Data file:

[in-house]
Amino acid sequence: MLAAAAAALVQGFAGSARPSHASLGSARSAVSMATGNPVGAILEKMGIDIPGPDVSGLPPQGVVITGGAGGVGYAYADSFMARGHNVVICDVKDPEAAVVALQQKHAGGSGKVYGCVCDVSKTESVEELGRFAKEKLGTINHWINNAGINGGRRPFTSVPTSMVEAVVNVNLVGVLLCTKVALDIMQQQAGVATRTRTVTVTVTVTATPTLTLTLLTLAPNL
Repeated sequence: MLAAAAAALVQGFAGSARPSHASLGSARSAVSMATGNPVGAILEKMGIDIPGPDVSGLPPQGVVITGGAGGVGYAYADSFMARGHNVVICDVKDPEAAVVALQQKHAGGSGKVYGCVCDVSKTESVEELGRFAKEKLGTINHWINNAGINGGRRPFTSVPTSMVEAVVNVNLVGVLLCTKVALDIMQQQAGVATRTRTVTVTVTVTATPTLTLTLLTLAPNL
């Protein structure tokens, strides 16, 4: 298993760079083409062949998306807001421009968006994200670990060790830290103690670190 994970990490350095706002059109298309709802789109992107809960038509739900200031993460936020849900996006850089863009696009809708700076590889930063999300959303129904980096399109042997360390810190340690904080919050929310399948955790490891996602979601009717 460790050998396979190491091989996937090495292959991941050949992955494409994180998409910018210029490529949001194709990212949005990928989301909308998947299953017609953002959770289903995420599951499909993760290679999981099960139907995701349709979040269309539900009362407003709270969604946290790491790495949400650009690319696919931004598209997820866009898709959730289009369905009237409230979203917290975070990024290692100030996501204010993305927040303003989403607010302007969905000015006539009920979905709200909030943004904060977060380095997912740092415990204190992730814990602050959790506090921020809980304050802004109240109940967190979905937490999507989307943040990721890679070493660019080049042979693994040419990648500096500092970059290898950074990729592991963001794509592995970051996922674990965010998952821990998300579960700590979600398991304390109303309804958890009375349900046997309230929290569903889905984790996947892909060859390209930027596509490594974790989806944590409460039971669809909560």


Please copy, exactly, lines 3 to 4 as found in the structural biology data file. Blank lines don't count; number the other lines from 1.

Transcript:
Repeated sequence: MLAAAAAALVQGFAGSARPSHASLGSARSAVSMATGNPVGAILEKMGIDIPGPDVSGLPPQGVVITGGAGGVGYAYADSFMARGHNVVICDVKDPEAAVVALQQKHAGGSGKVYGCVCDVSKTESVEELGRFAKEKLGTINHWINNAGINGGRRPFTSVPTSMVEAVVNVNLVGVLLCTKVALDIMQQQAGVATRTRTVTVTVTVTATPTLTLTLLTLAPNL
């Protein structure tokens, strides 16, 4: 298993760079083409062949998306807001421009968006994200670990060790830290103690670190 994970990490350095706002059109298309709802789109992107809960038509739900200031993460936020849900996006850089863009696009809708700076590889930063999300959303129904980096399109042997360390810190340690904080919050929310399948955790490891996602979601009717 460790050998396979190491091989996937090495292959991941050949992955494409994180998409910018210029490529949001194709990212949005990928989301909308998947299953017609953002959770289903995420599951499909993760290679999981099960139907995701349709979040269309539900009362407003709270969604946290790491790495949400650009690319696919931004598209997820866009898709959730289009369905009237409230979203917290975070990024290692100030996501204010993305927040303003989403607010302007969905000015006539009920979905709200909030943004904060977060380095997912740092415990204190992730814990602050959790506090921020809980304050802004109240109940967190979905937490999507989307943040990721890679070493660019080049042979693994040419990648500096500092970059290898950074990729592991963001794509592995970051996922674990965010998952821990998300579960700590979600398991304390109303309804958890009375349900046997309230929290569903889905984790996947892909060859390209930027596509490594974790989806944590409460039971669809909560």